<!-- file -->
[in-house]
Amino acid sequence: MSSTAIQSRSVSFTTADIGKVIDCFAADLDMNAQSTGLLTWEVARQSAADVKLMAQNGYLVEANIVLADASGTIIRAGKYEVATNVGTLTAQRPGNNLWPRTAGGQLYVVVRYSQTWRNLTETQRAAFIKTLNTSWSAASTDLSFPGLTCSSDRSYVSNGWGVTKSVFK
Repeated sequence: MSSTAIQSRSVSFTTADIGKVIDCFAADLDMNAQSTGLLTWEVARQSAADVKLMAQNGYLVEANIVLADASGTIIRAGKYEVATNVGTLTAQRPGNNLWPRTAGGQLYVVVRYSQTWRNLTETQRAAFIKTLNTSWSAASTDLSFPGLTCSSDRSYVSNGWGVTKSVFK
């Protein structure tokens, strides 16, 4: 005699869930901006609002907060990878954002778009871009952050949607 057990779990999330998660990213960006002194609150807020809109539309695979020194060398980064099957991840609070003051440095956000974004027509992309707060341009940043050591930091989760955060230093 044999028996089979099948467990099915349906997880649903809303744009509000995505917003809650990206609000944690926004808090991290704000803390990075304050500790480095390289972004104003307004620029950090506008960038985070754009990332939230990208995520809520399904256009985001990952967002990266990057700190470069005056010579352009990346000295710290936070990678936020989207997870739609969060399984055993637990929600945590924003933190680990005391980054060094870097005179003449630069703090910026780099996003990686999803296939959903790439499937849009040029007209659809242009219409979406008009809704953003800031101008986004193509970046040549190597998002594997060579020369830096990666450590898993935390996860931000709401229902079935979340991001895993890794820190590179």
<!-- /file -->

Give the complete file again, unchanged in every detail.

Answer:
[in-house]
Amino acid sequence: MSSTAIQSRSVSFTTADIGKVIDCFAADLDMNAQSTGLLTWEVARQSAADVKLMAQNGYLVEANIVLADASGTIIRAGKYEVATNVGTLTAQRPGNNLWPRTAGGQLYVVVRYSQTWRNLTETQRAAFIKTLNTSWSAASTDLSFPGLTCSSDRSYVSNGWGVTKSVFK
Repeated sequence: MSSTAIQSRSVSFTTADIGKVIDCFAADLDMNAQSTGLLTWEVARQSAADVKLMAQNGYLVEANIVLADASGTIIRAGKYEVATNVGTLTAQRPGNNLWPRTAGGQLYVVVRYSQTWRNLTETQRAAFIKTLNTSWSAASTDLSFPGLTCSSDRSYVSNGWGVTKSVFK
């Protein structure tokens, strides 16, 4: 005699869930901006609002907060990878954002778009871009952050949607 057990779990999330998660990213960006002194609150807020809109539309695979020194060398980064099957991840609070003051440095956000974004027509992309707060341009940043050591930091989760955060230093 044999028996089979099948467990099915349906997880649903809303744009509000995505917003809650990206609000944690926004808090991290704000803390990075304050500790480095390289972004104003307004620029950090506008960038985070754009990332939230990208995520809520399904256009985001990952967002990266990057700190470069005056010579352009990346000295710290936070990678936020989207997870739609969060399984055993637990929600945590924003933190680990005391980054060094870097005179003449630069703090910026780099996003990686999803296939959903790439499937849009040029007209659809242009219409979406008009809704953003800031101008986004193509970046040549190597998002594997060579020369830096990666450590898993935390996860931000709401229902079935979340991001895993890794820190590179």